Backwashing carbon bed filters ?

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Ontario, Canada

I just wanted a professional opinion, what's the point of backwashing carbon filters ?

It's not like you can backwash impurities from carbon and extend live of it, with other media like KDF sure.

I guess it will prevent channeling, not sure how prone carbon beds are to channeling.



Water systems designer, R&D
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Ontario California
There is a lot of old discussions about backwashing medias... it is a little more complex than most people realize.

Simply stated, granular carbon is an irregularly shaped media. Resin beads are round.

Imagine a box of cereal, it settles significantly during shipping as the flakes find new ways of compacting everytime they are moved around. Cocoa puffs... they don't settle since round medias don't have any way to settle.

Silly sounding but hopefully it is making sense.

As the carbon media continually compacts it is also grabbing dirt and acting as an effective sediment filter. This is why carbon works well as a ferric iron filter (though technically it is not rated for it), and resin is ineffective as a ferric iron filter. The packed irregular shaped granular media effectively stops sediment (ferric iron is rust particles).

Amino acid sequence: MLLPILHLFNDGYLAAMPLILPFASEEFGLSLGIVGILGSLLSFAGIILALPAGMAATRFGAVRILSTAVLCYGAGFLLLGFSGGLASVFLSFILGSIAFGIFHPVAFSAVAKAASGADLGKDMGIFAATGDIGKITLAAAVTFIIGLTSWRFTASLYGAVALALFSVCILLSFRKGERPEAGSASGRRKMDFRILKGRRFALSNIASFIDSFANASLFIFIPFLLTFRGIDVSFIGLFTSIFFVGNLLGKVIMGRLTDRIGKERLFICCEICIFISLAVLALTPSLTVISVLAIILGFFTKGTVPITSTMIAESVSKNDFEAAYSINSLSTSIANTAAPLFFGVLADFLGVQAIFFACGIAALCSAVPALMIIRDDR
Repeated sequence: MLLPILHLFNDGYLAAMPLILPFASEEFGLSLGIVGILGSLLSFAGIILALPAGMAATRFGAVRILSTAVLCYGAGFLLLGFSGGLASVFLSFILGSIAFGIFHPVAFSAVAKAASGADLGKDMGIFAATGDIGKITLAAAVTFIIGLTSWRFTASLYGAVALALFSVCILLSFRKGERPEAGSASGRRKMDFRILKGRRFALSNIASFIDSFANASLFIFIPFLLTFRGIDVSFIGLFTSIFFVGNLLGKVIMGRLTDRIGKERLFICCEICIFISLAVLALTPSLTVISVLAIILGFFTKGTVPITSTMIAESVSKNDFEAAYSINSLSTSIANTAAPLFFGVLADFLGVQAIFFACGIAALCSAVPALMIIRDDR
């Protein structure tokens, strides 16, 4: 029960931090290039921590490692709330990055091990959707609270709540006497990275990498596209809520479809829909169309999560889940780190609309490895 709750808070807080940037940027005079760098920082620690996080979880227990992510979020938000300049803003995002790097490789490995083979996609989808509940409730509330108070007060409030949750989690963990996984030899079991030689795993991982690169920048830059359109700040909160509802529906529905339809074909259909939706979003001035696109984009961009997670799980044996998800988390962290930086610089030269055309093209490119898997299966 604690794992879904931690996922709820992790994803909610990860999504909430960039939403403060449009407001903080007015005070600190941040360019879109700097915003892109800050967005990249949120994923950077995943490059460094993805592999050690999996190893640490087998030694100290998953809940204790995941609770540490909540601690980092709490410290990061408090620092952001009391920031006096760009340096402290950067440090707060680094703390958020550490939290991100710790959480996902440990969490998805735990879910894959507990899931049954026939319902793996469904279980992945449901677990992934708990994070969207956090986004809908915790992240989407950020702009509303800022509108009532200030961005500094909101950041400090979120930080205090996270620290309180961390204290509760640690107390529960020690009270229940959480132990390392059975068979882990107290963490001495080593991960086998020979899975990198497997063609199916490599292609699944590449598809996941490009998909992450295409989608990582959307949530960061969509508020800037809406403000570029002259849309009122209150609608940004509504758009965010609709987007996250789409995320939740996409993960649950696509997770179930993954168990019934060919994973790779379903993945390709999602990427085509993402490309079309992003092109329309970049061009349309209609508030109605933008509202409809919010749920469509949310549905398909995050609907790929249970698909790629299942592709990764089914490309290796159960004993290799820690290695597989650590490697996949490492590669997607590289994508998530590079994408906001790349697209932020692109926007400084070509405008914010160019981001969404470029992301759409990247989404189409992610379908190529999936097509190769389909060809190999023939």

As this granular media is packed down over time, and the open pathways become clogged with sediment, the flow rate can be affected.

Intermittent backwashing reclassifies the carbon bed, gets rid of fines and removes most of the sediment it has collected.

If a carbon system is not backwashed, water may start to find paths (channel) around the media and it can become les effective. Water flow may also be impeded resulting in a loss of pressure.

Most municipal supplies are fairly free of sediment so backwashing a GAC system can be limited to once a month in most residential cases.

Resin based medias collect very little sediment, and they don't settle so backwashing them is less critical for non regenerated resins ie: ferric coated arsenic reduction resins or single use DI resins. Regenerated resins tend to need backwashing to assist with purging out broken resin beads that occur due to normal wear and tear.

Upflow carbon may seem like a good answer but it has its own unique problems and most of our more experienced and knowledgable customers would rather use a non backwashing downflow carbon system rather than deal with the higher potential for problems associated with upflow designs.

Class dismissed. :)
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